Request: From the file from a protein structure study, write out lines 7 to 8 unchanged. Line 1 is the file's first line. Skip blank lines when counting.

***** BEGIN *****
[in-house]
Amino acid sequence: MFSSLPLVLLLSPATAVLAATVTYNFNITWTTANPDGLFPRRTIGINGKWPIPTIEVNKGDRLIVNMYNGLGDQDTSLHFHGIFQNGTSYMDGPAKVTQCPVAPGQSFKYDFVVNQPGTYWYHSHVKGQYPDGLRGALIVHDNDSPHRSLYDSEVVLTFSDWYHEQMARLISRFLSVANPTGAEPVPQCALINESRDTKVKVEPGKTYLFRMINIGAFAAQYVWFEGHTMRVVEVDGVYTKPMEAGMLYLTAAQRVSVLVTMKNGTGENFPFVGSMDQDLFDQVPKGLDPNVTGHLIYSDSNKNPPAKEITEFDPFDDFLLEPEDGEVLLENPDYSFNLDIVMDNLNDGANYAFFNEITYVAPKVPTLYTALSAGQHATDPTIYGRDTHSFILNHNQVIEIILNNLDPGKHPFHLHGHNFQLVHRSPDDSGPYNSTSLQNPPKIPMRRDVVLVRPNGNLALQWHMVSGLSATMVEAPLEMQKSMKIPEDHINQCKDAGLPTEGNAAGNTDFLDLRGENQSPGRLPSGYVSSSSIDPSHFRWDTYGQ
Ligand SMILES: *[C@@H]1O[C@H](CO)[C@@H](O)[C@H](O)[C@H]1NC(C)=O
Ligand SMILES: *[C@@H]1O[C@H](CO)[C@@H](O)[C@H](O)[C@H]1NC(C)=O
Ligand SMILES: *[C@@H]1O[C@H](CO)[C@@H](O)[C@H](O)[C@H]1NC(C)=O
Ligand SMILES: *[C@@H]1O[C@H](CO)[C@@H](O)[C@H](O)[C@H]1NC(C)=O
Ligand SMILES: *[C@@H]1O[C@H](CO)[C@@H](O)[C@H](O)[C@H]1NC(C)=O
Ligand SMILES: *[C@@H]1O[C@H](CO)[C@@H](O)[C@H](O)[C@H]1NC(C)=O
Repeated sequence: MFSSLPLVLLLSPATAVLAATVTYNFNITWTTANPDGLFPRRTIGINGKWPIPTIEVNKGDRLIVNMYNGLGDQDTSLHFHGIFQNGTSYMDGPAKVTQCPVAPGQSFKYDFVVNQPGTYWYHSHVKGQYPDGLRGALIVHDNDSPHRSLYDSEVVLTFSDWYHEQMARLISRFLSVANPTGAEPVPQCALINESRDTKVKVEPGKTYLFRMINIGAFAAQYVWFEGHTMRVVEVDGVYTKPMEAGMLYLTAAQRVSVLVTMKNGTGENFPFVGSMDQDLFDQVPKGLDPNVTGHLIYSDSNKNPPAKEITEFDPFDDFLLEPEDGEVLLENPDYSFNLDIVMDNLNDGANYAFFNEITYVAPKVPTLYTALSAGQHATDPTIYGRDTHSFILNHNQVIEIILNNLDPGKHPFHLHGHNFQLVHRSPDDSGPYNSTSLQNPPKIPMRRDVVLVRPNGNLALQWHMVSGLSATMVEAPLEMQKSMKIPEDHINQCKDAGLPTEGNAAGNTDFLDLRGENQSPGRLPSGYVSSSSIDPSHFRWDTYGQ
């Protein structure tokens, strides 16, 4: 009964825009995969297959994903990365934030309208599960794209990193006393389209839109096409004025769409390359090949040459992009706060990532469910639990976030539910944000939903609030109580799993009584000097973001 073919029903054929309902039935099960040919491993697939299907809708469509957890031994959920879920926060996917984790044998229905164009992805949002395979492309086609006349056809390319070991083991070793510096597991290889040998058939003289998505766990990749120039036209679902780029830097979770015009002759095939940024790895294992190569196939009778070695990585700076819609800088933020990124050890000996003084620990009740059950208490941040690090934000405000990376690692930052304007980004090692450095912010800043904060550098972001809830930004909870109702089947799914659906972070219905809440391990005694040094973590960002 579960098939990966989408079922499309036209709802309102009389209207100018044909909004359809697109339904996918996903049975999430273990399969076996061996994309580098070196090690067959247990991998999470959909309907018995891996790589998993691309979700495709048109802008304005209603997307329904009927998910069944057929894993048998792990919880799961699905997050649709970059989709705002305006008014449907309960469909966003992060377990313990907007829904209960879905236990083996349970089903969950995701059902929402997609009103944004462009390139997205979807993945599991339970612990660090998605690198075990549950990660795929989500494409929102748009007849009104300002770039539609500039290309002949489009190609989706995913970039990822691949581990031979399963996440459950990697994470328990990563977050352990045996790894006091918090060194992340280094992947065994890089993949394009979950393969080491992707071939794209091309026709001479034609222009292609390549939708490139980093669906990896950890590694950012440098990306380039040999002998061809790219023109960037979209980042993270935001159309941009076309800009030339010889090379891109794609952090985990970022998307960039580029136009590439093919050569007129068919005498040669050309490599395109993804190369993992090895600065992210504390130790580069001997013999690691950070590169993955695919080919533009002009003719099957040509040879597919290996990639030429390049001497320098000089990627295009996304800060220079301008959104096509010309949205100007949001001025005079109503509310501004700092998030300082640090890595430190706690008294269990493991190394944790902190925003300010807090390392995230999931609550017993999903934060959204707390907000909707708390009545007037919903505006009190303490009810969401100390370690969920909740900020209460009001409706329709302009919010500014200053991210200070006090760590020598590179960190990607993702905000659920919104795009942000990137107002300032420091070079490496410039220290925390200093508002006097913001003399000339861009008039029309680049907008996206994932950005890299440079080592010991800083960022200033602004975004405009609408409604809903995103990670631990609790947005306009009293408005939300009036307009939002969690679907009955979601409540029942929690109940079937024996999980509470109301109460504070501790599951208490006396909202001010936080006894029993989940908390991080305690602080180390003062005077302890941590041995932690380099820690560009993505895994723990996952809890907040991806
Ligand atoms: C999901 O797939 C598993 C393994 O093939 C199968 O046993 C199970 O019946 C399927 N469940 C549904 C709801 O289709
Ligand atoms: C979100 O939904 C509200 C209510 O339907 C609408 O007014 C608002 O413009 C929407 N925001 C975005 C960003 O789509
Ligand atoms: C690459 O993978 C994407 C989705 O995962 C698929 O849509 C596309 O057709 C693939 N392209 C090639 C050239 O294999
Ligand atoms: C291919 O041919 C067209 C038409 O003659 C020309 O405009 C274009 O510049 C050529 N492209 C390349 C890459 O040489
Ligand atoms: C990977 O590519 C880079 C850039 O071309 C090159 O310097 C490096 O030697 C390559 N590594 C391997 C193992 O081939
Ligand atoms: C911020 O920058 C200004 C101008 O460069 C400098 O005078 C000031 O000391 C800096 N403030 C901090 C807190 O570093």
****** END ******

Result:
Ligand SMILES: *[C@@H]1O[C@H](CO)[C@@H](O)[C@H](O)[C@H]1NC(C)=O
Ligand SMILES: *[C@@H]1O[C@H](CO)[C@@H](O)[C@H](O)[C@H]1NC(C)=O